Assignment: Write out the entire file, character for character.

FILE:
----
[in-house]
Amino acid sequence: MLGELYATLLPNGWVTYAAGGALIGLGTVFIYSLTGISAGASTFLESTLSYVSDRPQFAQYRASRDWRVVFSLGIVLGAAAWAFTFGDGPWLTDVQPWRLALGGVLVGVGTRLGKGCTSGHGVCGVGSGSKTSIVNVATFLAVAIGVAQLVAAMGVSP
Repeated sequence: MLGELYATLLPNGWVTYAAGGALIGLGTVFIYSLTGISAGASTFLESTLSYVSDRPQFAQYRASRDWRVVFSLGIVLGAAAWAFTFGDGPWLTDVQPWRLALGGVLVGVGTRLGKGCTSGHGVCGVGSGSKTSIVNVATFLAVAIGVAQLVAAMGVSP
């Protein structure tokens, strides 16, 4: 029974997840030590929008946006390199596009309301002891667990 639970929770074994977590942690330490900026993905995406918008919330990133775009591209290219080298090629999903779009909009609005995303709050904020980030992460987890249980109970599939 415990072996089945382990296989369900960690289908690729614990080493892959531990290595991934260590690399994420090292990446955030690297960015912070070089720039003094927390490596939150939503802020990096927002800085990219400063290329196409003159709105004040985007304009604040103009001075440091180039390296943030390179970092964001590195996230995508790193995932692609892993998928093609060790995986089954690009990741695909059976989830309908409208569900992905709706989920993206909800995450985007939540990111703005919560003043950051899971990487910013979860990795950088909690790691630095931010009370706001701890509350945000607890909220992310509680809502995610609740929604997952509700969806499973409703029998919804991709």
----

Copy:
[in-house]
Amino acid sequence: MLGELYATLLPNGWVTYAAGGALIGLGTVFIYSLTGISAGASTFLESTLSYVSDRPQFAQYRASRDWRVVFSLGIVLGAAAWAFTFGDGPWLTDVQPWRLALGGVLVGVGTRLGKGCTSGHGVCGVGSGSKTSIVNVATFLAVAIGVAQLVAAMGVSP
Repeated sequence: MLGELYATLLPNGWVTYAAGGALIGLGTVFIYSLTGISAGASTFLESTLSYVSDRPQFAQYRASRDWRVVFSLGIVLGAAAWAFTFGDGPWLTDVQPWRLALGGVLVGVGTRLGKGCTSGHGVCGVGSGSKTSIVNVATFLAVAIGVAQLVAAMGVSP
């Protein structure tokens, strides 16, 4: 029974997840030590929008946006390199596009309301002891667990 639970929770074994977590942690330490900026993905995406918008919330990133775009591209290219080298090629999903779009909009609005995303709050904020980030992460987890249980109970599939 415990072996089945382990296989369900960690289908690729614990080493892959531990290595991934260590690399994420090292990446955030690297960015912070070089720039003094927390490596939150939503802020990096927002800085990219400063290329196409003159709105004040985007304009604040103009001075440091180039390296943030390179970092964001590195996230995508790193995932692609892993998928093609060790995986089954690009990741695909059976989830309908409208569900992905709706989920993206909800995450985007939540990111703005919560003043950051899971990487910013979860990795950088909690790691630095931010009370706001701890509350945000607890909220992310509680809502995610609740929604997952509700969806499973409703029998919804991709």